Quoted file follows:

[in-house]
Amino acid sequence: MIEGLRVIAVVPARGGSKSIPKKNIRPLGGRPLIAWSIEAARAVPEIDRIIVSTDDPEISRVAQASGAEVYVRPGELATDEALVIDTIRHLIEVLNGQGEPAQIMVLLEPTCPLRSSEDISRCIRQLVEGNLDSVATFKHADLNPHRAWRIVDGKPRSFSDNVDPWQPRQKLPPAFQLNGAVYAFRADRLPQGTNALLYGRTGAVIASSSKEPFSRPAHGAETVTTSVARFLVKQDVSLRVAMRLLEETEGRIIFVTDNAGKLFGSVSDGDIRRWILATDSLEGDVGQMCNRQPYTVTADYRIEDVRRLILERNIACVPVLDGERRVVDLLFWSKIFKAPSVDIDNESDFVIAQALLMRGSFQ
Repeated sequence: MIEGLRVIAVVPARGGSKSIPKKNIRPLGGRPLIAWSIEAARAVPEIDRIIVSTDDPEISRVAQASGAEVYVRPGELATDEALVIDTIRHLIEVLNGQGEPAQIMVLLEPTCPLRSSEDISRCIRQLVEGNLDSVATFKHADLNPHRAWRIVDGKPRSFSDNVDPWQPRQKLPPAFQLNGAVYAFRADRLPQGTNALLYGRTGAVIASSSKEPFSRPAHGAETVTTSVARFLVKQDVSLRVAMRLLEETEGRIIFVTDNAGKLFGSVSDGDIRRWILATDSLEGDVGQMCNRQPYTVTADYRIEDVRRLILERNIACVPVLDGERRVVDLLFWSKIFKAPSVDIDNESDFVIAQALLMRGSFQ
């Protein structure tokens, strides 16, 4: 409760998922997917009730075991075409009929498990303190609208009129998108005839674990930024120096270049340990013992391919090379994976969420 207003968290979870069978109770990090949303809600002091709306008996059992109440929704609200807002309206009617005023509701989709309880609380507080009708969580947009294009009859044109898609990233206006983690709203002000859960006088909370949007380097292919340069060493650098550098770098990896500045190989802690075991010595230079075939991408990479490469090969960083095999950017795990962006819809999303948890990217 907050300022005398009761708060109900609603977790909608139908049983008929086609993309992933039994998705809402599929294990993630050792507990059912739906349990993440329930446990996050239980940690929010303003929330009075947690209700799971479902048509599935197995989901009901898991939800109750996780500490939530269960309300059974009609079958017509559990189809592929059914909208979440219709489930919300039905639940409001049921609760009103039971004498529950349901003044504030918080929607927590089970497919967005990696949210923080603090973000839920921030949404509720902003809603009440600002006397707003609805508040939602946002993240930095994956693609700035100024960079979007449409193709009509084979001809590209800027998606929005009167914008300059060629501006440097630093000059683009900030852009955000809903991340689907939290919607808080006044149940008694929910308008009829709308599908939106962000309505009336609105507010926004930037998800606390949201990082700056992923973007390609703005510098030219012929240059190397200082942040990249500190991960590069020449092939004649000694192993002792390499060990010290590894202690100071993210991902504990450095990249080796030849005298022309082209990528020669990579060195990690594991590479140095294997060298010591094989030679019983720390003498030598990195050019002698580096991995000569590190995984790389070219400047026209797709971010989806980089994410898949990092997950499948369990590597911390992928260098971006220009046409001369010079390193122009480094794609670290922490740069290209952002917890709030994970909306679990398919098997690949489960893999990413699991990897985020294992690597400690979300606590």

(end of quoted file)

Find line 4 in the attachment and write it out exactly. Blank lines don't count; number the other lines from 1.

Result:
């Protein structure tokens, strides 16, 4: 409760998922997917009730075991075409009929498990303190609208009129998108005839674990930024120096270049340990013992391919090379994976969420 207003968290979870069978109770990090949303809600002091709306008996059992109440929704609200807002309206009617005023509701989709309880609380507080009708969580947009294009009859044109898609990233206006983690709203002000859960006088909370949007380097292919340069060493650098550098770098990896500045190989802690075991010595230079075939991408990479490469090969960083095999950017795990962006819809999303948890990217 907050300022005398009761708060109900609603977790909608139908049983008929086609993309992933039994998705809402599929294990993630050792507990059912739906349990993440329930446990996050239980940690929010303003929330009075947690209700799971479902048509599935197995989901009901898991939800109750996780500490939530269960309300059974009609079958017509559990189809592929059914909208979440219709489930919300039905639940409001049921609760009103039971004498529950349901003044504030918080929607927590089970497919967005990696949210923080603090973000839920921030949404509720902003809603009440600002006397707003609805508040939602946002993240930095994956693609700035100024960079979007449409193709009509084979001809590209800027998606929005009167914008300059060629501006440097630093000059683009900030852009955000809903991340689907939290919607808080006044149940008694929910308008009829709308599908939106962000309505009336609105507010926004930037998800606390949201990082700056992923973007390609703005510098030219012929240059190397200082942040990249500190991960590069020449092939004649000694192993002792390499060990010290590894202690100071993210991902504990450095990249080796030849005298022309082209990528020669990579060195990690594991590479140095294997060298010591094989030679019983720390003498030598990195050019002698580096991995000569590190995984790389070219400047026209797709971010989806980089994410898949990092997950499948369990590597911390992928260098971006220009046409001369010079390193122009480094794609670290922490740069290209952002917890709030994970909306679990398919098997690949489960893999990413699991990897985020294992690597400690979300606590």